Features, Roadmaps, and Pricing. Oh my!

Lot’s of drama on the Xojo forums the past couple of days.  People are gnashing teeth at perceived slips in timeframes that were really estimates at the 2013 Xojo Developers Conference.  There’s also some gnashing of teeth going on whether or not Xojo Pro licenses will include iOS ot.

Xojo has a number of options in regards to feature sets, timeframes, and pricing.  Let’s review:

One:  They tell us nothing and release new features when they feel they’re ready.  Always an option but not satisfying to the users especially at developers conferences.  We go, in part, to find out about the new and upcoming features and provide some feedback.  Without this information it’s hard to get excited about future releases.

Two:  They tell us about possible features and give rough timeframes.  They’ve done this in the past and it seems that once they say it, people assume that’s it’s gospel and that it will be in the next release.  It doesn’t take long for people to complain about ‘missing’ features but at least the new features get released – eventually.

Three:  They give us a timeframe and release regardless of whether it’s ready or not.  It’s been a while, but I can remember new ‘features’ that did not work.  Period.  Not how I wanted them to work or even how they intended it (as in demo projects didn’t even work as intended).  Thankfully they don’t pull crap like that anymore and I can’t imagine anyone wanting to go back to that.  Trust me, that lead to very pissed off customers and people leaving the community for good.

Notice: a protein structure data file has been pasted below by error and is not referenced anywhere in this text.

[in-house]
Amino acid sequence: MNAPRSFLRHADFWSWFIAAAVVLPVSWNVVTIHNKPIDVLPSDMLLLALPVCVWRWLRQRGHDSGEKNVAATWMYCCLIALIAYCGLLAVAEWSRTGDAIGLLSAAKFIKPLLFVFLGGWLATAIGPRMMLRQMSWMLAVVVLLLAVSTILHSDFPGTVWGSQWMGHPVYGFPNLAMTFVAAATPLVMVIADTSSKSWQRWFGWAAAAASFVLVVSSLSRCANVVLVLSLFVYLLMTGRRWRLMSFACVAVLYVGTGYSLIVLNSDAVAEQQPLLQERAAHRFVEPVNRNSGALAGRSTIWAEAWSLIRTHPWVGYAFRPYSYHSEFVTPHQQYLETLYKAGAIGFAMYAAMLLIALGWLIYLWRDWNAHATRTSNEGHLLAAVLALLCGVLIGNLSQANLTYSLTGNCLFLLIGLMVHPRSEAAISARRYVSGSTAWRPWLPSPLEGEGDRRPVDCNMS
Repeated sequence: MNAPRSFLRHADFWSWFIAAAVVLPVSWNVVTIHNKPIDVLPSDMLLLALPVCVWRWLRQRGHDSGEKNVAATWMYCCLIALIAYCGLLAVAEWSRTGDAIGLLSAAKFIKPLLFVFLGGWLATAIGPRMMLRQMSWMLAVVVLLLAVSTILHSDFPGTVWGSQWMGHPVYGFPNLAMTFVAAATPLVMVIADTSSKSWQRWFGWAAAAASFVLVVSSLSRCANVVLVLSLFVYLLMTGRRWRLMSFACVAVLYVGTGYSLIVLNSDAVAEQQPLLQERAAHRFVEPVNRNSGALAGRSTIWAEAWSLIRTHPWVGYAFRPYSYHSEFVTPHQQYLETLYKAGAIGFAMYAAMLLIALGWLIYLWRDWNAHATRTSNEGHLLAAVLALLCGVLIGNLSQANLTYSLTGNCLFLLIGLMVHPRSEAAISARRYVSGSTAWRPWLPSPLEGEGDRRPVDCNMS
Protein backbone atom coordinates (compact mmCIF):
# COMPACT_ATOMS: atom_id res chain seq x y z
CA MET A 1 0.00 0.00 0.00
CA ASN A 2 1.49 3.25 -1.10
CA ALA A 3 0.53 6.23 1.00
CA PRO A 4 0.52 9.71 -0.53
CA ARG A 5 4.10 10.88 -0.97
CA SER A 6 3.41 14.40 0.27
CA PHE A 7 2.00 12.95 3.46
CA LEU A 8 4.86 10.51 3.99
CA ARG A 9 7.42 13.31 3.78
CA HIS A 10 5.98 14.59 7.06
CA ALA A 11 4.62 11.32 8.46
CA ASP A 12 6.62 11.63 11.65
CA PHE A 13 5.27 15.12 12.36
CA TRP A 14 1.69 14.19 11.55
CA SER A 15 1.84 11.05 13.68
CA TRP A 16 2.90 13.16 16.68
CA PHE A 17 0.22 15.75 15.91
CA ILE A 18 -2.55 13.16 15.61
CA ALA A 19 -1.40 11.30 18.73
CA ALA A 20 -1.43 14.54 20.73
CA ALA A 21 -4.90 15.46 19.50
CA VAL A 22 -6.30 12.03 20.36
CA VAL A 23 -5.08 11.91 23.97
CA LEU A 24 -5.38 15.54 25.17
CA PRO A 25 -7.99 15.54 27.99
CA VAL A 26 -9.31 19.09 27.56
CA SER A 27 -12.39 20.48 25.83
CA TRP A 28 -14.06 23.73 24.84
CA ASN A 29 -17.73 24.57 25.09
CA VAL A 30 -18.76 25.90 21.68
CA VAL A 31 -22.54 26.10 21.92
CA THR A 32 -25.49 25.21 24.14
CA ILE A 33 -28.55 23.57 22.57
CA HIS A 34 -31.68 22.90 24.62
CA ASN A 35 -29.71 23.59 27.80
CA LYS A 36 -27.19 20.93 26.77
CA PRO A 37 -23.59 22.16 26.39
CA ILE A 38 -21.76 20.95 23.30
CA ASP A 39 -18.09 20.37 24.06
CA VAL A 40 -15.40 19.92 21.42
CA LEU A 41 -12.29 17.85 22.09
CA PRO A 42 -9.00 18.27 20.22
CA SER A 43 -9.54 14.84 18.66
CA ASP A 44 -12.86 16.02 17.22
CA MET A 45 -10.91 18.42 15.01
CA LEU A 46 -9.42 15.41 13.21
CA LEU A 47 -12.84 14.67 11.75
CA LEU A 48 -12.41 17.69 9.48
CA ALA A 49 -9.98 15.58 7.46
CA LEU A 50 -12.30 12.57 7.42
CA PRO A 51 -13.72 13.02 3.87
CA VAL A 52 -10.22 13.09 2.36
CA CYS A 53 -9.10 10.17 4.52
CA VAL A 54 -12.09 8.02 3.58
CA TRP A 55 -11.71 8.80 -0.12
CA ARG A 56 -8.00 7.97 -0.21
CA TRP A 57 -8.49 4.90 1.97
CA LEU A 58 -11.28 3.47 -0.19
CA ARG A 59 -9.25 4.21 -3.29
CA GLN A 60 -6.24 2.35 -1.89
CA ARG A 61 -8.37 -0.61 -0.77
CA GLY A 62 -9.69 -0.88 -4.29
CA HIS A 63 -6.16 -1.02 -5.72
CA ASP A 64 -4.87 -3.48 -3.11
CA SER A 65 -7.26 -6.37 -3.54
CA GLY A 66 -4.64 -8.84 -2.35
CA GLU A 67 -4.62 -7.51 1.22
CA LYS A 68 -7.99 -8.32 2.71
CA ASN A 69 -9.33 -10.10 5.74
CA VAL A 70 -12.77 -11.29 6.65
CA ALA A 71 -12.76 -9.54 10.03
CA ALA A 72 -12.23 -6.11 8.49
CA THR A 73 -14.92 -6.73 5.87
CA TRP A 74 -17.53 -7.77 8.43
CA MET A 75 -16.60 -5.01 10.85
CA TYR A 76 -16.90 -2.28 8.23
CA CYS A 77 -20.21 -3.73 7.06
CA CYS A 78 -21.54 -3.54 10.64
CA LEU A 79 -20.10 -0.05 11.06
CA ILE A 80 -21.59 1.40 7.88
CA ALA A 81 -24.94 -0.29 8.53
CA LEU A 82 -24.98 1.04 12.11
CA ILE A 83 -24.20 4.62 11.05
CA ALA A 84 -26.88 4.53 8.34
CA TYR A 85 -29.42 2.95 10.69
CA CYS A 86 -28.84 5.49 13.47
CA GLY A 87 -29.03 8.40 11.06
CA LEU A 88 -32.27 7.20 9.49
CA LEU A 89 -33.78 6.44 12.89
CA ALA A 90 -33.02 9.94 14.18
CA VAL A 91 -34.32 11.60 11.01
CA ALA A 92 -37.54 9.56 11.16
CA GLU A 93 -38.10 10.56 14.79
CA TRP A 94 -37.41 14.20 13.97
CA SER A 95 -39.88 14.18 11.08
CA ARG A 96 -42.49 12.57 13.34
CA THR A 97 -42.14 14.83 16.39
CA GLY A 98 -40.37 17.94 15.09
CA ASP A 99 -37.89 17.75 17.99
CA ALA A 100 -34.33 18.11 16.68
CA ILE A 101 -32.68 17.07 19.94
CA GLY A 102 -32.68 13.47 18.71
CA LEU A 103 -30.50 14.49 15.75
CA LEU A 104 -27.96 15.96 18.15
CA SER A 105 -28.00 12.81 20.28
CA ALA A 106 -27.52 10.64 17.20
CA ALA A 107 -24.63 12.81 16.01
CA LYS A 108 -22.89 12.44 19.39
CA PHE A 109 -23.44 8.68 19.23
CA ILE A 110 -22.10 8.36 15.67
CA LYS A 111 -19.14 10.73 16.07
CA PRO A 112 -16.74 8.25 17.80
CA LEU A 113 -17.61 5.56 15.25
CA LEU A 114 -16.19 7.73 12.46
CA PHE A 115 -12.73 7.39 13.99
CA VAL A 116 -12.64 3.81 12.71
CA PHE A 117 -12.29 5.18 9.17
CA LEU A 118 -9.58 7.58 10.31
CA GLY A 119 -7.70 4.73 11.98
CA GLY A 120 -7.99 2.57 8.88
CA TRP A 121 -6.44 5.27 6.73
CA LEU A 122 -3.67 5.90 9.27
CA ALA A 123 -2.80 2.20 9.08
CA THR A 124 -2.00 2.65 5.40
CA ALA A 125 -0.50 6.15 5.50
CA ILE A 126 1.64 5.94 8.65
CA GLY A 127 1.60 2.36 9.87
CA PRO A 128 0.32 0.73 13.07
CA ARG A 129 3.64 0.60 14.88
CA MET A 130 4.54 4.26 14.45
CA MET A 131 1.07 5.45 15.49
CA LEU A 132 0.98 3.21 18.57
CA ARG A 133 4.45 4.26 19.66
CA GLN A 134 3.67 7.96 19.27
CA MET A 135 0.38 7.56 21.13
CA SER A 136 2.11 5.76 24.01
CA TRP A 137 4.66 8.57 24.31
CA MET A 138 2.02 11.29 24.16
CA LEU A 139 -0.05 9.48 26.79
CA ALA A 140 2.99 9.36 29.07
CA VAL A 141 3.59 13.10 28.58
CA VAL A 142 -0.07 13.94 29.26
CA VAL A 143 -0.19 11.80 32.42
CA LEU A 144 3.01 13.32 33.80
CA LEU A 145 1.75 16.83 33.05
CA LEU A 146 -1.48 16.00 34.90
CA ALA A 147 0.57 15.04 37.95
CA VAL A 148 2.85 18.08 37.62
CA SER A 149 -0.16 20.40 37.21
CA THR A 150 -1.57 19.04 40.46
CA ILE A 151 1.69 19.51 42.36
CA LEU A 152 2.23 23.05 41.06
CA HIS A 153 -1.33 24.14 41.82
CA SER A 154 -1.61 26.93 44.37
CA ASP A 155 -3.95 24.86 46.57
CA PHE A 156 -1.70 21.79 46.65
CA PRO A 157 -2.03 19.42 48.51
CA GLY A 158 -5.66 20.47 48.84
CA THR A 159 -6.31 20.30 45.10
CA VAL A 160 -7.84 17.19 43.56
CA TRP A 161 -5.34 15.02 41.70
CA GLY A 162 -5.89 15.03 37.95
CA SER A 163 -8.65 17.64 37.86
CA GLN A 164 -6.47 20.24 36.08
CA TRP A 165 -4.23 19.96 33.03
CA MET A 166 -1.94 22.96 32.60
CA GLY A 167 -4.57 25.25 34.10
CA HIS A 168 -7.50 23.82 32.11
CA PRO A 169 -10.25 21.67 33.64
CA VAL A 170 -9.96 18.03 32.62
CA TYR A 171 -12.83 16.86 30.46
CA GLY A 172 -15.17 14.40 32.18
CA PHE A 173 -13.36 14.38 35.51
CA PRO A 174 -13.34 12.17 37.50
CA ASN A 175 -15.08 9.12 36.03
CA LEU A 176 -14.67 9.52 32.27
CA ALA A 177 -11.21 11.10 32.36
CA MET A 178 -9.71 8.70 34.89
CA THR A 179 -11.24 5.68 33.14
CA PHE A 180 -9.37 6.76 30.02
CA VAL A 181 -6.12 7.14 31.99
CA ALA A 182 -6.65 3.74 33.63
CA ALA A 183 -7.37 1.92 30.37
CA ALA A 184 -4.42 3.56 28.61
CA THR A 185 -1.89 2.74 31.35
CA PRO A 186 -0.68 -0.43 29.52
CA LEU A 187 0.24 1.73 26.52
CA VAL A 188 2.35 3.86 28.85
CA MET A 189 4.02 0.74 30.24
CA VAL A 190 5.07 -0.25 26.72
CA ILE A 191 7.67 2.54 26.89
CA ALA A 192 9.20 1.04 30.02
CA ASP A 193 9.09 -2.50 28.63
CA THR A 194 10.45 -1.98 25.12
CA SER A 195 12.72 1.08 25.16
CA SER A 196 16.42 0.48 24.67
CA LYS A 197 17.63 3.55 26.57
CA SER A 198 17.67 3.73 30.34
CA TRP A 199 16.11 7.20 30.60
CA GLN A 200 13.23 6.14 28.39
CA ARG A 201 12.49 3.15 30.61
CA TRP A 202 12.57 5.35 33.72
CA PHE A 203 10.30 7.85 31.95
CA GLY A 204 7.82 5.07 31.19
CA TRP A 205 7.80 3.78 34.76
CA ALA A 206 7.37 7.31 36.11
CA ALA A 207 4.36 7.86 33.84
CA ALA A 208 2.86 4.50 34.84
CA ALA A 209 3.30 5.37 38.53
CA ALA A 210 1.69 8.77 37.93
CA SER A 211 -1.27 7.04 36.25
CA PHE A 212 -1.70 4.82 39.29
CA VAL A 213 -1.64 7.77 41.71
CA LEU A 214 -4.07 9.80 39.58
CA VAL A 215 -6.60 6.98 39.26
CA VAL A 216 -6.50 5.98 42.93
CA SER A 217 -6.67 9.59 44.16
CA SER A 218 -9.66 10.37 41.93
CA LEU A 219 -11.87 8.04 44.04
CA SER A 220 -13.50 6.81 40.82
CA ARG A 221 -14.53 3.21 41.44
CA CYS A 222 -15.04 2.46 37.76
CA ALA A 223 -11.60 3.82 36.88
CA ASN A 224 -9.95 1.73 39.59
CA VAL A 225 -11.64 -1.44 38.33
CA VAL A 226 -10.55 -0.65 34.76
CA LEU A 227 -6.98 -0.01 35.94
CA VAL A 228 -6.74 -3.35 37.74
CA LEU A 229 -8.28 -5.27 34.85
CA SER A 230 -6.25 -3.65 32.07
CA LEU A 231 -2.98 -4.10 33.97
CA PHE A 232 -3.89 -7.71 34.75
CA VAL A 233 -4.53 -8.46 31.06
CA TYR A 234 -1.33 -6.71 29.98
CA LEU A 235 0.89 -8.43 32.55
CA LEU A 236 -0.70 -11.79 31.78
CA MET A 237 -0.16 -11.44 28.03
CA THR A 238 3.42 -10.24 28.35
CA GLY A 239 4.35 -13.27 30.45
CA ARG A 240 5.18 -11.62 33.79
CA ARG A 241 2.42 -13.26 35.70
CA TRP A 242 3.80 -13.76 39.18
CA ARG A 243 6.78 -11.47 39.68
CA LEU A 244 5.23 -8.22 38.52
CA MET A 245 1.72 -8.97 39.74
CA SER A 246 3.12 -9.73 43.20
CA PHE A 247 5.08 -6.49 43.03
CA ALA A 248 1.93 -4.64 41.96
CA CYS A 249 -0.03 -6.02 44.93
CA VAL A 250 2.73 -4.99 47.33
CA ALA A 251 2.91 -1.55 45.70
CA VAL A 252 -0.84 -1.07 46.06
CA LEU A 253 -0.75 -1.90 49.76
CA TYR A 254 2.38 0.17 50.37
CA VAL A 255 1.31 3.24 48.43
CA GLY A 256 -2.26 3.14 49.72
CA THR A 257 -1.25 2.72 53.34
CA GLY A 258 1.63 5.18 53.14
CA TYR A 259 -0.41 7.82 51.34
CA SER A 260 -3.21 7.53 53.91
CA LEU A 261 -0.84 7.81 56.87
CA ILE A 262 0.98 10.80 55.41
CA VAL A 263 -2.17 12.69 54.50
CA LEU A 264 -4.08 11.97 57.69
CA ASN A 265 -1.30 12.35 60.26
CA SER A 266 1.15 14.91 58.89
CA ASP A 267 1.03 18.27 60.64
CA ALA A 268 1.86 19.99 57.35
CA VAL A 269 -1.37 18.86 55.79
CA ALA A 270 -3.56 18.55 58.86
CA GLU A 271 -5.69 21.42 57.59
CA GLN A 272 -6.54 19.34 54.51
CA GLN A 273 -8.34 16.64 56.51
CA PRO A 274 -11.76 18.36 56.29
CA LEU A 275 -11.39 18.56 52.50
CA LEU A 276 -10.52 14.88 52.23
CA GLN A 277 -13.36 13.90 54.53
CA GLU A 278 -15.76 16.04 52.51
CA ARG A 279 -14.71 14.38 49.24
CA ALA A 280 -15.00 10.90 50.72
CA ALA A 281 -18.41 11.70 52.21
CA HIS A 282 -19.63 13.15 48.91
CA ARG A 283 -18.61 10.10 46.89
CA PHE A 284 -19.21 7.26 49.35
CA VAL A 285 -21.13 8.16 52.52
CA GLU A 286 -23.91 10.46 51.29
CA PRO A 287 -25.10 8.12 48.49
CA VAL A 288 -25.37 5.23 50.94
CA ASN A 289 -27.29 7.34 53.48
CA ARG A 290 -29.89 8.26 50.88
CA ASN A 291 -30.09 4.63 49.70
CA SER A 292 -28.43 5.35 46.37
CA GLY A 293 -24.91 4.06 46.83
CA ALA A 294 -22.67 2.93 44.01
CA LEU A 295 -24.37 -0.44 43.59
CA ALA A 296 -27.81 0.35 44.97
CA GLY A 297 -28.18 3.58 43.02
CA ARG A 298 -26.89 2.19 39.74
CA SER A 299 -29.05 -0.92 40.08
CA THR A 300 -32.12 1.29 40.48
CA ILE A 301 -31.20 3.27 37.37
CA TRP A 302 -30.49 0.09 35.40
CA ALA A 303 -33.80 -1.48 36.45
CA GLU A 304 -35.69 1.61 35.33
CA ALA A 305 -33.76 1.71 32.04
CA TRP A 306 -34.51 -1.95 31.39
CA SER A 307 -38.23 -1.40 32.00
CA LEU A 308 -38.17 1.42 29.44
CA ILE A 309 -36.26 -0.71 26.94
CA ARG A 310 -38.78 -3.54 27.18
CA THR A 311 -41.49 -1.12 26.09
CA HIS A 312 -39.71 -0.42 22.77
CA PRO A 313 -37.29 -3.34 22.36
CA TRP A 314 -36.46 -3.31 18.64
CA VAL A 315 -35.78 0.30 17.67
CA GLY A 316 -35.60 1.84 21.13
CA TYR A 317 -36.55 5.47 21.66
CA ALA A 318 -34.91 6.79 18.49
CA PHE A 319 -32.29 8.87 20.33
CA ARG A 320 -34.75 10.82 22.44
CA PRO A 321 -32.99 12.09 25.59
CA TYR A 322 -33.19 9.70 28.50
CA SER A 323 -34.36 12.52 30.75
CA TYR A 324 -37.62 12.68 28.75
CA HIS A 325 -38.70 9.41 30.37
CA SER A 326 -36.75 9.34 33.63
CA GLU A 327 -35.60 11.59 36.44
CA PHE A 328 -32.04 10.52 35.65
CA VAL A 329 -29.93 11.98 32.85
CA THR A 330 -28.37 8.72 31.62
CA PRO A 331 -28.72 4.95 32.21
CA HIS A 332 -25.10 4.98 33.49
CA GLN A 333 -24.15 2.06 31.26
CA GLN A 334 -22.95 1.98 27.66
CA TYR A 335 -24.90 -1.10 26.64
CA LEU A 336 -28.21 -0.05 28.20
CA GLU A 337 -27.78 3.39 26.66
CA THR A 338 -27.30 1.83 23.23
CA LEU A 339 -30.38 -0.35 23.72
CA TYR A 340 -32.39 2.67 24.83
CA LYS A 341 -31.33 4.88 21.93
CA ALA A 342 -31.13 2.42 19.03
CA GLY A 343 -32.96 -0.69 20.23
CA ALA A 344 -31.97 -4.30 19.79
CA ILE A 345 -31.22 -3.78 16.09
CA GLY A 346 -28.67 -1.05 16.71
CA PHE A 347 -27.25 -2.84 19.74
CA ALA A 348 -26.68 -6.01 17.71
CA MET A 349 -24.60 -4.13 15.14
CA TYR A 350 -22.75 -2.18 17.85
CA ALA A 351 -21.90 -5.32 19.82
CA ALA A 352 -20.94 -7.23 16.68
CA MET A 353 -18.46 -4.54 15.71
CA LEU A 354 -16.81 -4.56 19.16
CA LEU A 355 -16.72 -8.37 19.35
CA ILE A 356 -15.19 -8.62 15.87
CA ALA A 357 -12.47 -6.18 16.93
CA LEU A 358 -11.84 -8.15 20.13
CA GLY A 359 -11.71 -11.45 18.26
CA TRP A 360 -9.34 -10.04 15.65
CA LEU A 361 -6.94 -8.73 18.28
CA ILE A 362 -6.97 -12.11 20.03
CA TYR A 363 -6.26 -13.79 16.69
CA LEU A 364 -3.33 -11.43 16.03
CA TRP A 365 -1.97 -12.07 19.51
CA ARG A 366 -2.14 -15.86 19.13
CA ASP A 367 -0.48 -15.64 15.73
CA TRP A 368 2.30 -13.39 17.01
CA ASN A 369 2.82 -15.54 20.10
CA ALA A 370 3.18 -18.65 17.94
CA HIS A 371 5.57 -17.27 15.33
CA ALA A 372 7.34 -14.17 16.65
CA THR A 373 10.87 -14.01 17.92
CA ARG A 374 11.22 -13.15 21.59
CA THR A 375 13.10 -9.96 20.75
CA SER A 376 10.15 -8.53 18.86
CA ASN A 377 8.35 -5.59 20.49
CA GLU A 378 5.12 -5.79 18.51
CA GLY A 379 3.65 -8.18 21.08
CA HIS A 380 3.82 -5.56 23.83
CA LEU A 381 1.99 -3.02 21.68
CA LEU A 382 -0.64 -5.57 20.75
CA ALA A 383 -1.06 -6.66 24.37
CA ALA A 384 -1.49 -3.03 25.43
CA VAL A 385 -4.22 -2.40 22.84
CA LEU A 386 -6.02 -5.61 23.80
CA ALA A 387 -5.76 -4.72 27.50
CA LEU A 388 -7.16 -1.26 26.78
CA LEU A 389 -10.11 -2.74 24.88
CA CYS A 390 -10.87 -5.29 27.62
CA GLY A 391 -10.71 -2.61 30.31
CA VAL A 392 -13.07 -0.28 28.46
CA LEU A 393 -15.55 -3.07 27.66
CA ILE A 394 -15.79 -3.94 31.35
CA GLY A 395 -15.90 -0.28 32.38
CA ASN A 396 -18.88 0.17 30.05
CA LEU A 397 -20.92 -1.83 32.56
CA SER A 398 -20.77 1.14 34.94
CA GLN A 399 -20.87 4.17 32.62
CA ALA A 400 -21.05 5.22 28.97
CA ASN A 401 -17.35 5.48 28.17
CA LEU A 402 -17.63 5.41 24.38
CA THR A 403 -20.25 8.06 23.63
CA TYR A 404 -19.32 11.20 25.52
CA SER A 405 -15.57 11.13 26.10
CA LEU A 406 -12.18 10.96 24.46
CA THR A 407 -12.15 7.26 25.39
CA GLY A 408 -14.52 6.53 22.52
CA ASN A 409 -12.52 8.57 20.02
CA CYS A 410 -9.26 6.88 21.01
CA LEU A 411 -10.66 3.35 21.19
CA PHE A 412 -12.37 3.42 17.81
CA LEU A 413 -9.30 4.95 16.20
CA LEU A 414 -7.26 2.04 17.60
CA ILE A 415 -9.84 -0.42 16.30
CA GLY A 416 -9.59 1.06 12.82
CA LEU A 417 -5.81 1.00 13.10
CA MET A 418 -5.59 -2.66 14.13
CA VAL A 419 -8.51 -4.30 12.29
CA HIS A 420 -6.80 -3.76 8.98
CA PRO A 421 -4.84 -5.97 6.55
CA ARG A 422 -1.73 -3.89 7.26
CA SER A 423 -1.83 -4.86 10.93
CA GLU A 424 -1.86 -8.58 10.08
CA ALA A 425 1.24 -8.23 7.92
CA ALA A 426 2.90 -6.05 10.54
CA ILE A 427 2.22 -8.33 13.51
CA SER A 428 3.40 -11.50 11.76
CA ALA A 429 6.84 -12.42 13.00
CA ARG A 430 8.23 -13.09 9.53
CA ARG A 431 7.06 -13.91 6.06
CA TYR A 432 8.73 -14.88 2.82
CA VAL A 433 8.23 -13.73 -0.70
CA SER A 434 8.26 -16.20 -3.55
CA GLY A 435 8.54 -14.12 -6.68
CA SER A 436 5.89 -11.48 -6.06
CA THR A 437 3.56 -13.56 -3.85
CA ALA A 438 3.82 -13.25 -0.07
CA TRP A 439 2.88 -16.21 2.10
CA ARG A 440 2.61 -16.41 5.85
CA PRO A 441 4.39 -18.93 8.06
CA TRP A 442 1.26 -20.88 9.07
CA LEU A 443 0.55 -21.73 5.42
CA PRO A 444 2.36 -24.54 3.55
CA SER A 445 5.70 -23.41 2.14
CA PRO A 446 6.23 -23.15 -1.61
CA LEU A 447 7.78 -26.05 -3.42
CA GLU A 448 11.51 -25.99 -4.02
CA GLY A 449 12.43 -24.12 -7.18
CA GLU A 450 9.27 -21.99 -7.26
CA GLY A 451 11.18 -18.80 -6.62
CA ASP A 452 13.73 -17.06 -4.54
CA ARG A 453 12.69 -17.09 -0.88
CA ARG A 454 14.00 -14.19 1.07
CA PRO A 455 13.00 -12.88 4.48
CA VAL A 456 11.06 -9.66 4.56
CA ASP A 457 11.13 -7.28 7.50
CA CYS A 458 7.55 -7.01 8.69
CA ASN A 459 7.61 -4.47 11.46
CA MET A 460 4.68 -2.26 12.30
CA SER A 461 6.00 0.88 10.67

Of those three options, option two is the only viable one and is a balancing act.  Unfortunately it leads to speculation, misinformation, pissed off users, and much trumpeting of outrage (real or feigned).  I can live with this because option 1 is hard to deal with as a professional users and option 3 is simply unacceptable for any developer.

Pricing is a bit trickier since the new licensing scheme lets anyone use the IDE without buying a license.  If you wish to build a final executable you need a license for the target.  Theoretically, this should mean that when Xojo iOS is released anyone on a Mac can test it.  It’s only when you want to build you’ll have to buy a license.  Currently, Pro users can build for all known targets targets (note that this does not include iOS).